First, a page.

Welcome! I already know what you’re thinking: Dante is three posts in and already using clickbait to get people to read his articles, tragic. As much as I’d love to sell out and start making the big bucks to crank out articles with headlines that hit like Ivan Drago filled with Charmin soft content, I’m not that poppin’ yet (bear with me; the moment I can do that I will). So unfortunately for you that trigger headline is what we’re talking about today, and if you’re feeling irrationally triggered — great, then this article is written especially for you.
If I had to guess, your next question falls along the lines of, why is he bringing this up? Well, I’m doing it because no one else will. I’m doing it because whether you work in a bar, a hospital, or a high-level accounting job where you can afford to pull up in a Louis Vuitton Tesla equipped with autonomous drive mode, because you can’t be burdened with poor people problems like paying attention to the road — you deserve more out of your life. There’s untapped potential for you and all of us alike. How? Why? Let’s dive right in.
Jumping back to speak in reference to the bar scene, let’s look at your career right now. Let me guess…you think you’re killing it because your rent is current, you can go out whenever you want and pretty much buy whatever you want (let’s be real though, you aren’t shopping for a new Audi or Porsche, but you are snatching the big bottle of Dr. Bronner’s Hemp soap from Target without batting an eye). Also, you probably, at least to an extent, have the ability to take off when you want with no real consequences.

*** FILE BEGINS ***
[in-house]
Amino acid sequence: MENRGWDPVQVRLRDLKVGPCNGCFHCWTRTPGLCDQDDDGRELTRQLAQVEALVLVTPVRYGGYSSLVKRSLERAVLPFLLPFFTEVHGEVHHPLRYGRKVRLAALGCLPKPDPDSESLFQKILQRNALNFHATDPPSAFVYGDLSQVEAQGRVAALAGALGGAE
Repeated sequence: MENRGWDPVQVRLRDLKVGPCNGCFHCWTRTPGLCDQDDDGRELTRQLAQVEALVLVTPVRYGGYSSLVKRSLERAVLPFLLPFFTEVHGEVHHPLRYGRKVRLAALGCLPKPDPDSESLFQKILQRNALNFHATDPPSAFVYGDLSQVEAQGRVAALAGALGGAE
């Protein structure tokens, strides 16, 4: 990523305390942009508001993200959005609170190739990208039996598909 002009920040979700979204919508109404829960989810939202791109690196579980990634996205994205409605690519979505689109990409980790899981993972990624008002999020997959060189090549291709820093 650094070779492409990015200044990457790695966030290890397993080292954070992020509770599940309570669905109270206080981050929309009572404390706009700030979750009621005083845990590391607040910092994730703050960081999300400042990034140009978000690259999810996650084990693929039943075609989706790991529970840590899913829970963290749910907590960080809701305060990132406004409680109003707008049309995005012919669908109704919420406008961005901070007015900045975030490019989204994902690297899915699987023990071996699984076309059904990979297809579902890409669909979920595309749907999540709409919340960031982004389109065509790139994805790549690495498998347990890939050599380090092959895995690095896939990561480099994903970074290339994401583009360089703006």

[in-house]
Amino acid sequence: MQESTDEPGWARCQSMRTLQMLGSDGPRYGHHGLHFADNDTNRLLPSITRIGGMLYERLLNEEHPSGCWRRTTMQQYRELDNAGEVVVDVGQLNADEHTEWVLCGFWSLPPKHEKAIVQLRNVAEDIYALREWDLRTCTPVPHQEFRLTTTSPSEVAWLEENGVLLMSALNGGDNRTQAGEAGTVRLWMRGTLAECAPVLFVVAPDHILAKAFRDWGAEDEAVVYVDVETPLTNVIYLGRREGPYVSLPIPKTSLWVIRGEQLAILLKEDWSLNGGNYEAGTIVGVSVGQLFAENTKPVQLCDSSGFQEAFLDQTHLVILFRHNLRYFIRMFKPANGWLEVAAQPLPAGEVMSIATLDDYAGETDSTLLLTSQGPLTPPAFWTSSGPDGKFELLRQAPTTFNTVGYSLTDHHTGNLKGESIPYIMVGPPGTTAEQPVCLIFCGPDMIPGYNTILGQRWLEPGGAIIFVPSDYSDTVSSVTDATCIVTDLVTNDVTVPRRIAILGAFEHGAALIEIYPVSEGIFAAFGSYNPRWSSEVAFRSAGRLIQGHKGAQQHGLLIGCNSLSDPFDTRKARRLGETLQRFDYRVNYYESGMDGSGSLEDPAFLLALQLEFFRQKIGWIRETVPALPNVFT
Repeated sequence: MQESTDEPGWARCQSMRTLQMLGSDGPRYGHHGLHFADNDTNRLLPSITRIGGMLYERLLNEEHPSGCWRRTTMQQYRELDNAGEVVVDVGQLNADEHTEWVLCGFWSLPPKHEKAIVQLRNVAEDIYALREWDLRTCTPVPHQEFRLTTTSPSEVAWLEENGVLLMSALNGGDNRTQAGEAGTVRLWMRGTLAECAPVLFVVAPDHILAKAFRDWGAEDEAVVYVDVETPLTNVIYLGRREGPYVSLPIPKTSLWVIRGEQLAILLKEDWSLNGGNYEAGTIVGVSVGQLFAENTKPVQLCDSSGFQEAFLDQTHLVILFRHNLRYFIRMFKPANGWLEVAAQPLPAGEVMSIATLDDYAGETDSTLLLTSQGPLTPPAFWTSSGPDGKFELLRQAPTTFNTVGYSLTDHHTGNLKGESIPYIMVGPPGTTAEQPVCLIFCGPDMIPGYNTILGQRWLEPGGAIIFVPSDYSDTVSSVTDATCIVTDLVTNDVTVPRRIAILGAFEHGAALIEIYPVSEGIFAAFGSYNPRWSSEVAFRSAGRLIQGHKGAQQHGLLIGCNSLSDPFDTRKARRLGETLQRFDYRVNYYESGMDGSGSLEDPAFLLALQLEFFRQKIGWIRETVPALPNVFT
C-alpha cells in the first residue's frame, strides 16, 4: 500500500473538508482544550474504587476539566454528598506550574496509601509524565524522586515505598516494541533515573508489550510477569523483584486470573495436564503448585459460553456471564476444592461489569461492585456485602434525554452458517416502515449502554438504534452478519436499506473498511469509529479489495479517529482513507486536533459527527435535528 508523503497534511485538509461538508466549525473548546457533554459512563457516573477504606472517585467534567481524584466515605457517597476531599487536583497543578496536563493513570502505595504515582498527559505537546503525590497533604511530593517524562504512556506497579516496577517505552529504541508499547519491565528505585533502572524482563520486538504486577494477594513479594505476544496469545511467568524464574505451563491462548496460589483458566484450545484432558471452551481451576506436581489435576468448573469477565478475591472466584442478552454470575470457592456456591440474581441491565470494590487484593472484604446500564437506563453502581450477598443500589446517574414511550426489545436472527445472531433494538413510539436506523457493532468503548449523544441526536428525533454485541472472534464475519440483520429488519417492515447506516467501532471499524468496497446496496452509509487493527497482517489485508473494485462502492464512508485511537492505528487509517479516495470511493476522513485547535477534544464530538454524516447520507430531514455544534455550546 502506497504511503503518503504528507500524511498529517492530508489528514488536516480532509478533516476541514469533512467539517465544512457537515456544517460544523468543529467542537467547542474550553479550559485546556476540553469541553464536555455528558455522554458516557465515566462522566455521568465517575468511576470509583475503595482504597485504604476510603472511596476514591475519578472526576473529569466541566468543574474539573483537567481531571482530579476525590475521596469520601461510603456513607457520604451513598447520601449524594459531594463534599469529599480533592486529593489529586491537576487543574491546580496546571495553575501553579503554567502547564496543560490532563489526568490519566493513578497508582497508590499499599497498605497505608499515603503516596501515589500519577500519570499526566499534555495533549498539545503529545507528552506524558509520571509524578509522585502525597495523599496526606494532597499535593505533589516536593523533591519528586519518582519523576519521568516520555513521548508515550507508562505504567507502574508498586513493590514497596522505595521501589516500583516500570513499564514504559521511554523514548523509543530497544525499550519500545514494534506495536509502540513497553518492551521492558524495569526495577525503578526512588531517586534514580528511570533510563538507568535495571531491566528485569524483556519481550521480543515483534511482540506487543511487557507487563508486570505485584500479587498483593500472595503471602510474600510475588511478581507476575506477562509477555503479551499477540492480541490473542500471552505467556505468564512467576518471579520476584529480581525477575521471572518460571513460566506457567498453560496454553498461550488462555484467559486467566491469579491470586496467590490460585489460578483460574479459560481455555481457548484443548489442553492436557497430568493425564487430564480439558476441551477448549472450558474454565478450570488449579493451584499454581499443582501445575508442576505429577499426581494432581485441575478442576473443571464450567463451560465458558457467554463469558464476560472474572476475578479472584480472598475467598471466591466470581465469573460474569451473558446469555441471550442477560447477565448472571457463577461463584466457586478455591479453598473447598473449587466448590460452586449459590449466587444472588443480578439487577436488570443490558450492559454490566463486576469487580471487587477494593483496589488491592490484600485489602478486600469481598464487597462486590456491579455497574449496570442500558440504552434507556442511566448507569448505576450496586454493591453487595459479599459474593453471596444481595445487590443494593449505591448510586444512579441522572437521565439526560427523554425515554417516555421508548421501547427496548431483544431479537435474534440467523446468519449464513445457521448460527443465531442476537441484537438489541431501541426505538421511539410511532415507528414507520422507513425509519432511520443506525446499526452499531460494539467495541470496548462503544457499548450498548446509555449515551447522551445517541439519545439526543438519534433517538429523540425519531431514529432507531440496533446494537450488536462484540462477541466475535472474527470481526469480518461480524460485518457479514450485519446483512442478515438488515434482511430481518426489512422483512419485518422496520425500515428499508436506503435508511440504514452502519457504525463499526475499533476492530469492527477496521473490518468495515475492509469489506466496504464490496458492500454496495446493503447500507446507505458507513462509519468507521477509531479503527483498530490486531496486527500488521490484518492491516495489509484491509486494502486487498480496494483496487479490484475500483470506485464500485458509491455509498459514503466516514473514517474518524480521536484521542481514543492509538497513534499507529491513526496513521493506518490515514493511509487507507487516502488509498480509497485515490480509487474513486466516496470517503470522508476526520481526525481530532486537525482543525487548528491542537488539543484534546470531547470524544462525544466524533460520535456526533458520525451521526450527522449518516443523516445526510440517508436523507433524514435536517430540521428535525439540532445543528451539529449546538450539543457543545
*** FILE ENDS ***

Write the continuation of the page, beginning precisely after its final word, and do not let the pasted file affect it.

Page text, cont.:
All in all – sure, you are killing it — right now. So, what’s there to critique? Why am I choosing to be such a hater?! Simple. You are only focused on the “right now.” Currently in our market, a consistent, high paying bar job can range from $50K to $90K annually for key positions (think salaried head bartender or bartender at an extremely high volume bar). This type of income in Louisville, KY gives you plenty of disposable income (in most cases…i.e. single and no kids), but with that income often comes a level of complacency. Complacency in our industry, or really in any career path, is the kryptonite to success and furthermore, happiness. Ready for the real tea?
By only focusing on the “now” you are robbing your future self of the same level of comfort you’re enjoying currently.